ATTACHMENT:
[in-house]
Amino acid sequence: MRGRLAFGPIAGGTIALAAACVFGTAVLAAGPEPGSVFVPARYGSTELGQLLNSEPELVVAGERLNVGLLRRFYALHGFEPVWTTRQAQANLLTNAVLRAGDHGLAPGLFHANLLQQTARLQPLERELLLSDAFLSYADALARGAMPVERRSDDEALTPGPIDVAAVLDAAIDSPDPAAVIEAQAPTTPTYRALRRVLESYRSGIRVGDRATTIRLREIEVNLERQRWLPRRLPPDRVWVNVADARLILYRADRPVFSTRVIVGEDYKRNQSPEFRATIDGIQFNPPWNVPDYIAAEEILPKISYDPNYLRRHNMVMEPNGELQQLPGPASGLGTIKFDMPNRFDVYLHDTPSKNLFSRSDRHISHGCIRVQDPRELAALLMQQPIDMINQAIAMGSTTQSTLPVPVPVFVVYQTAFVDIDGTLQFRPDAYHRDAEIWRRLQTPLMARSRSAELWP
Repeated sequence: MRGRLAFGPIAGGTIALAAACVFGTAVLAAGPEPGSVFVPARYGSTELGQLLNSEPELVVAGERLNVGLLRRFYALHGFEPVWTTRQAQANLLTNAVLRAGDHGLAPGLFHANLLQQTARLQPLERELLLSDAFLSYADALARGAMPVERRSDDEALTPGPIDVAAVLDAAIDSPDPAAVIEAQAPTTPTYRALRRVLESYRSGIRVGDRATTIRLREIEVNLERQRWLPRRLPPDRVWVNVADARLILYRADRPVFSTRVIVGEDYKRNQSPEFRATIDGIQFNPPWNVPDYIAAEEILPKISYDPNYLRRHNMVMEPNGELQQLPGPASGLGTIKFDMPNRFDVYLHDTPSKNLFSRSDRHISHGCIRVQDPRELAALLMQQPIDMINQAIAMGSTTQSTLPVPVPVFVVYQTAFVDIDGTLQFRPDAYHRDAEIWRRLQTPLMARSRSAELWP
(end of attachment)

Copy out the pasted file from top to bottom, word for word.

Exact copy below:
[in-house]
Amino acid sequence: MRGRLAFGPIAGGTIALAAACVFGTAVLAAGPEPGSVFVPARYGSTELGQLLNSEPELVVAGERLNVGLLRRFYALHGFEPVWTTRQAQANLLTNAVLRAGDHGLAPGLFHANLLQQTARLQPLERELLLSDAFLSYADALARGAMPVERRSDDEALTPGPIDVAAVLDAAIDSPDPAAVIEAQAPTTPTYRALRRVLESYRSGIRVGDRATTIRLREIEVNLERQRWLPRRLPPDRVWVNVADARLILYRADRPVFSTRVIVGEDYKRNQSPEFRATIDGIQFNPPWNVPDYIAAEEILPKISYDPNYLRRHNMVMEPNGELQQLPGPASGLGTIKFDMPNRFDVYLHDTPSKNLFSRSDRHISHGCIRVQDPRELAALLMQQPIDMINQAIAMGSTTQSTLPVPVPVFVVYQTAFVDIDGTLQFRPDAYHRDAEIWRRLQTPLMARSRSAELWP
Repeated sequence: MRGRLAFGPIAGGTIALAAACVFGTAVLAAGPEPGSVFVPARYGSTELGQLLNSEPELVVAGERLNVGLLRRFYALHGFEPVWTTRQAQANLLTNAVLRAGDHGLAPGLFHANLLQQTARLQPLERELLLSDAFLSYADALARGAMPVERRSDDEALTPGPIDVAAVLDAAIDSPDPAAVIEAQAPTTPTYRALRRVLESYRSGIRVGDRATTIRLREIEVNLERQRWLPRRLPPDRVWVNVADARLILYRADRPVFSTRVIVGEDYKRNQSPEFRATIDGIQFNPPWNVPDYIAAEEILPKISYDPNYLRRHNMVMEPNGELQQLPGPASGLGTIKFDMPNRFDVYLHDTPSKNLFSRSDRHISHGCIRVQDPRELAALLMQQPIDMINQAIAMGSTTQSTLPVPVPVFVVYQTAFVDIDGTLQFRPDAYHRDAEIWRRLQTPLMARSRSAELWP